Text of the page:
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An Italian teacher who took nearly 800 days off from work over the course of three years because he was supposedly either sick or looking after his kids has been busted doing something else the whole time.
So, before we start, let's just do a little bit of maths. That was what the man in question taught, after all.
There are 1095 days in three years.
Then factor in the fact that 312 of those days are either Saturday or Sunday. Consider that there's at least three Christmas Days, three New Year's Days, and a whole host of other public holidays.
Now, consider that this teacher from Sicily took 769 days off.
Basically, he didn't work a single day at the job that he was employed to do.
But - I hear you ask - what was he actually doing then?
Well, he was earning a wage as a consultant, effectively getting paid for two jobs whilst only working one.
The 47-year-old was supposed to be working at the Istituto Tecnico in Pordenone, but spent much of the three-year-long period claiming to have been sick, or caring for his kids.
Despite the family doctor in his home town of Agrigento having signed off what appeared to be legitimate medical paperwork, his vexed colleagues eventually decided to call the cops and get to the bottom of his absences.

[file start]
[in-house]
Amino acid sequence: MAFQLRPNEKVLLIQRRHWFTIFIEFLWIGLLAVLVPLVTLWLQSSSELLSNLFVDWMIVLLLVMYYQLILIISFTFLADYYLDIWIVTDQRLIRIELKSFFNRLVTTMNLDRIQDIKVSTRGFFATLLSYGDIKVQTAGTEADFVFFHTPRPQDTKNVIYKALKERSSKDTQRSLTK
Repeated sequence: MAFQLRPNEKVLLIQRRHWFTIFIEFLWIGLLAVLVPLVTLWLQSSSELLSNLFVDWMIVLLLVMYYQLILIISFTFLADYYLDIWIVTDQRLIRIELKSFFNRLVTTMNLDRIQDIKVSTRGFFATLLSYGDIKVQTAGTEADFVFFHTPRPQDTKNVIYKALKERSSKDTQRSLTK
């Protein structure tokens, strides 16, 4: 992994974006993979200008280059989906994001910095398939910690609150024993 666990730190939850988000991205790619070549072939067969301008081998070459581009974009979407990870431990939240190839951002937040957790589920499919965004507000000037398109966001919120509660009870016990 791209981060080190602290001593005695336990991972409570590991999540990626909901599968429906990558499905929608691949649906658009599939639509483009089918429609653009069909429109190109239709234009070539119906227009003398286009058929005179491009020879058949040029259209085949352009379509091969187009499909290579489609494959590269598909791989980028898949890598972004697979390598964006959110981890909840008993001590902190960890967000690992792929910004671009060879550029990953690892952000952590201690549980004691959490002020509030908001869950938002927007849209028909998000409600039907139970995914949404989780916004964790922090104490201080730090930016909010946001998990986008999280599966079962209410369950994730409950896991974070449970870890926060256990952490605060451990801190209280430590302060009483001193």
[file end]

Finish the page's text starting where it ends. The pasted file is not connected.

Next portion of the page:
To their great surprise, it transpired that he'd been working as a consultant on the days that he'd claimed to have been either on dad duty or in his sick bed.
Needless to say, that's massively illegal.
Whilst claiming his pay from the school, he was travelling around Italy working for a variety of companies, pocketing about 97,000 euros - or around £83,000 - along the way.
After the police meticulously pieced together his movements through things like motorway toll payments and hotel bookings, they unearthed the truth of his deception.
During his time at the school, he had also claimed for sickness and childcare benefits of around 13,000 euros (£11,000).
Now, a judge has ruled that the money that he has claimed is to be seized.
It's hard to disagree with that ruling.
The lawyer representing the teacher has since requested that the trial be moved to Sicily, but the judge has dismissed that request.
It remains to be seen what exactly will happen to the man, but you can presumably guess that he'll be turning up for the proceedings.
No-one would believe his excuses if he didn't.